Natural Stone Awards 2018
Conservation and heritage projects were some of the stars of the show at the 2018 Natural Stone Awards, with award winning heritage projects coming from the length and breadth of Great Britain.
Held every two years, the Natural Stone Awards celebrate the very best projects and professionals that the natural stone industry has to offer. The categories cover the full spectrum of the industry, from new build cladding and city-centre landscaping projects through to conservation work and high-end residential developments.
The 2018 awards saw hundreds of projects entered across the different categories, and particularly encouraging was the 15% increase seen in entries compared to the 2016 Awards, making the judge’s task even harder.
Stone Federation Chief Executive, Jane Buxey commented that:
“The 2018 Natural Stone Awards have been a fantastic celebration of the very best that this industry has to offer the architectural, construction and design sectors. The number of projects featuring a mixture of traditional stonemasonry and CNC machinery is a good example of the intelligent approach taken by the sector to embracing innovation while maintaining the skills that form the bed-rock of this industry. I would like to congratulate all those involved with the winning, highly commended and commended entries for their part in the creation of these stunning projects.”
There were a number of award categories dedicated to the conservation and heritage sector of the natural stone industry, these included: Repair & Restoration, Repair & Restoration – Interiors, Carving, Lettering & Sculpture, Special Cathedral (Fellowship) Award and Reconstruction.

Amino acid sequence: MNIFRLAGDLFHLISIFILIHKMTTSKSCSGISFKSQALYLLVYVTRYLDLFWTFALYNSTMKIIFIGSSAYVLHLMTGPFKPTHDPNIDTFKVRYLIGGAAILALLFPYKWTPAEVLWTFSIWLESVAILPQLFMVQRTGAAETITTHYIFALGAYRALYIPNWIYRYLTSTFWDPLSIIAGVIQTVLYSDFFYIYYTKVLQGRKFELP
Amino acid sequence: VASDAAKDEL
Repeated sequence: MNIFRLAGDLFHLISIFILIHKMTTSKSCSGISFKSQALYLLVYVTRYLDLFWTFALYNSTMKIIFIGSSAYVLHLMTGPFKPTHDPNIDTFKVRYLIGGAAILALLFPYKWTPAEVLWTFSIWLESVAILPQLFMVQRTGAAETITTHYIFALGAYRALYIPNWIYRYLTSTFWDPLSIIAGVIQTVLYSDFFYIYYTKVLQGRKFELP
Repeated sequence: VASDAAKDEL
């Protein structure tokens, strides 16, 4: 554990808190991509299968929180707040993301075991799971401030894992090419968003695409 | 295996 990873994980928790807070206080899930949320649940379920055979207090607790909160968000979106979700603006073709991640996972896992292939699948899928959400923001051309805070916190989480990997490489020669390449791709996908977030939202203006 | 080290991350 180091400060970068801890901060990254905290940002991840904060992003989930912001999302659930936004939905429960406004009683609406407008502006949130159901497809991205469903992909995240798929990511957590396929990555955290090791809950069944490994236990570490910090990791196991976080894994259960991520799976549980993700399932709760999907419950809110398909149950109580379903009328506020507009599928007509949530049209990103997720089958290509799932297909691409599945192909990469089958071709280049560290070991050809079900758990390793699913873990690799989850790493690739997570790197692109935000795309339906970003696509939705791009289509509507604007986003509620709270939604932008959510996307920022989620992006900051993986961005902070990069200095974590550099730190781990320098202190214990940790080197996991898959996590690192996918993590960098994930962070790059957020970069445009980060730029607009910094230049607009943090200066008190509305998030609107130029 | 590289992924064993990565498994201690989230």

The standard of the winning, highly commended and commended projects was very high throughout these categories, however there were several projects that provided an exceptional example of excellence in craftsmanship, project management and stone selection.
The joint winners in the Historic England sponsored Repair & Restoration category were Inverness Townhouse and the Palace of Westminster.
In the heart of Inverness, the Inverness Townhouse project involved a two-phase restoration spread across a three-year period. Phases 1 and 2 included external fabric repairs to the external stone envelope, rot repairs and re-slating of scotch slate roofs including new lead valleys, gutters and flashings.
Macroscopic and microscopic examination identified extensive stonework damage. This was predominantly due to defective rain water goods, excessive inappropriate cement-rich plastic repairs and dense white cement pointing to masonry joints.
In some places the stone needed to be fully replaced or part indented, and conservator repairs were used to the remaining existing stone fabric.
Almost 3,000 hours of professional conservation repairs were exercised on the remaining original carvings, the Mercat Cross and on the various descriptive plaque wall face panels. The Judges commented that this project showcased an exemplary range of skilfully detailed, intricate and diverse carvings, crafts skills and associated works.